In Clothing, Coping with Chronic illness, Patient Experience

I spent five days in hospital several years ago when my ulcerative colitis flared dramatically.  When I was discharged, I was weak and dizzy and had to almost drag myself upstairs to my bedroom by pulling on the stairs handrail as I had so little strength in my legs. Admittedly, I had lost a lot of weight before being admitted as I my flare had been worsening for some time, but I still found the way my muscles vaporised after less than a week of full bedrest was shocking. I am not, after all, elderly! I was 39 at the time but INGA Wellbeing adapted patient clothing did not yet exist.

 Eight months ago, aged 42, I was hospitalised again. And again my stay was five days as my ulcerative colitis had been irritated into a full flare by stress and exhaustion. This time I knew how quickly I could decline and how important exercise was to my wellbeing and recovery having read information distributed by the nurse-led campaigns #endPJparalysisand Ban Bedcentricity. And this time INGA Wellbeing adapted patient clothing did exist and I had a dress and a t-shirt top to wear! 

The difference was extraordinary!

 Despite three bags of fluids, anti-nausea medications and intravenous steroids, I was able to get myself undressed, showered and dressed again without calling for a nurse, being naked infront of a stranger or shivering in a towel while I waited for help dressing. 

I knew that it was important that I make the effort to get out of bed and eat my meals at the little table in my hospital room and did not feel weird or cold doing so.  I endured the prodding and poking of doctors without embarrassment as only my stomach was bared, not the rest of me.

And I even walked up and down my ward corridors pushing my IV stand. In an exhilarating dash for freedom, I wheeled my IV stand into the elevator, went down three floors and managed to get outside to get some fresh air, all in a back-opening dress!!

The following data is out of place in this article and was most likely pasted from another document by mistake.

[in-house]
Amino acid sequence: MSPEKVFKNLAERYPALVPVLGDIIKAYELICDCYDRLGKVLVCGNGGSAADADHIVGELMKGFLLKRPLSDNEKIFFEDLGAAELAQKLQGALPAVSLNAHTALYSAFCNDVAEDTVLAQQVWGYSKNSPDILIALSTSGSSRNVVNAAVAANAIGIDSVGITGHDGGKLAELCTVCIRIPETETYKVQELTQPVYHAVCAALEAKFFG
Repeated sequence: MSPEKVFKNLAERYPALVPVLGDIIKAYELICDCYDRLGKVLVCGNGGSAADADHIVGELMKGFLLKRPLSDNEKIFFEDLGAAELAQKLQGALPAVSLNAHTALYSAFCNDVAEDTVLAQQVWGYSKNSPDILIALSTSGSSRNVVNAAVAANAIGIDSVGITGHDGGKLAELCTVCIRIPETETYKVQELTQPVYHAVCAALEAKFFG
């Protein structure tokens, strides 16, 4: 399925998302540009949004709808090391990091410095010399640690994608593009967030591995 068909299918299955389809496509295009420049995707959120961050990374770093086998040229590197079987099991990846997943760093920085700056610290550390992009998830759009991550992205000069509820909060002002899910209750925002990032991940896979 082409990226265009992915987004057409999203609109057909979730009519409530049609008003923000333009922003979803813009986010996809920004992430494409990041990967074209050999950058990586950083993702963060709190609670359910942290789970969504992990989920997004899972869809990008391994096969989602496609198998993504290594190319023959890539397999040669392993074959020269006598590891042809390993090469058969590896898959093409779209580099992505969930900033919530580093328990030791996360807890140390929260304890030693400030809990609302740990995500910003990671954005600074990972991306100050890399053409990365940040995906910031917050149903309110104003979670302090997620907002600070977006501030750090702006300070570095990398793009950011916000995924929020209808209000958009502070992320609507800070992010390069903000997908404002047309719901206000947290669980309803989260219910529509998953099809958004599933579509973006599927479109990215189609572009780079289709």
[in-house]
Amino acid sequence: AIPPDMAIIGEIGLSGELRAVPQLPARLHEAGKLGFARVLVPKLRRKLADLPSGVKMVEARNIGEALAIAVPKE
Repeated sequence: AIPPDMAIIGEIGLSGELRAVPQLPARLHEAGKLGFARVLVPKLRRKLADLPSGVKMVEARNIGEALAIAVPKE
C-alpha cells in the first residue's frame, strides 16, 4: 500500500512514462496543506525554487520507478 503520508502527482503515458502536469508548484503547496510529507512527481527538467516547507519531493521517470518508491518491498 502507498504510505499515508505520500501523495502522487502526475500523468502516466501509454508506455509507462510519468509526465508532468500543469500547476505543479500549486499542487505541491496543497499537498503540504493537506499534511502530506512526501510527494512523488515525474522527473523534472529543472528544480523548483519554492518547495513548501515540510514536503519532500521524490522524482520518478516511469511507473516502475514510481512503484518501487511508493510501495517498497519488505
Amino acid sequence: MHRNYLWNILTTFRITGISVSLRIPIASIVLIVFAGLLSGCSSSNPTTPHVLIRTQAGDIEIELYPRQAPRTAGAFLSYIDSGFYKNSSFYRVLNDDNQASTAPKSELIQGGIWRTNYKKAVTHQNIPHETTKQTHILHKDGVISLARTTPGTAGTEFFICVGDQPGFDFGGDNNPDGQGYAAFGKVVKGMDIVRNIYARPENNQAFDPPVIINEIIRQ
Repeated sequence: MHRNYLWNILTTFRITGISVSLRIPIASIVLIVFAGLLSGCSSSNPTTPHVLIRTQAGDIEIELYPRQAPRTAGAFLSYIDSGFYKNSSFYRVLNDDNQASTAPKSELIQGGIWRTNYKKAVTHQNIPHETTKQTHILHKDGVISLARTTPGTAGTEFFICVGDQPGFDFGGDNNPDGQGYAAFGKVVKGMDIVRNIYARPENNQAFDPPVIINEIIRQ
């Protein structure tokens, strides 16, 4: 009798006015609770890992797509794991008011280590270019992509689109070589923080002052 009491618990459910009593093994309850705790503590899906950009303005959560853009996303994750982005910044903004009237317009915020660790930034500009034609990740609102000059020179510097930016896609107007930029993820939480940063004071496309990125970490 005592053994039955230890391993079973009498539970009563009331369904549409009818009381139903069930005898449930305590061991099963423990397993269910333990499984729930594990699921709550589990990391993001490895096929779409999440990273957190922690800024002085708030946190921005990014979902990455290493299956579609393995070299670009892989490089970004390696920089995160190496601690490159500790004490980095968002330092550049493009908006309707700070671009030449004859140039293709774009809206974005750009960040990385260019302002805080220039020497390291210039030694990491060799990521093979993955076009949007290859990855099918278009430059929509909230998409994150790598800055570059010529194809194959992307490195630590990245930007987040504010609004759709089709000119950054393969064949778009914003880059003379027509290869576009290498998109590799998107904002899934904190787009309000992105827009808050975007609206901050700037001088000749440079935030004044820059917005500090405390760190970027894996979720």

When I left hospital that time, I was very thin and very pale, but I had enough strength and balance to walk, drive and even sort out the Christmas decorations!

So what made the difference between these two patient experiences?

INGA Wellbeing patient clothing AND exercise!

I got up, got dressed and got moving, just as the physiotherapists and nursing teams involved in #endPJparalysis and Ban Bedcentricity would want me to! A model student! And as they predicted, doing so did indeed have a hugely positive impact on my emotional, mental and physical wellbeing as well as the speed of my recovery afterwards.


 (It is advisable to check with your medical team what exercises you personally could or should do.)

 I hope these exercise guides help you and those that you love! And of course, INGA Wellbeing patient clothing is available on our webshop  

 Feel like a person, not just a patient!

 All the best, 



 Exercises for bedridden patients:

 Post-surgery leg exercises:

 Treatment exercises:

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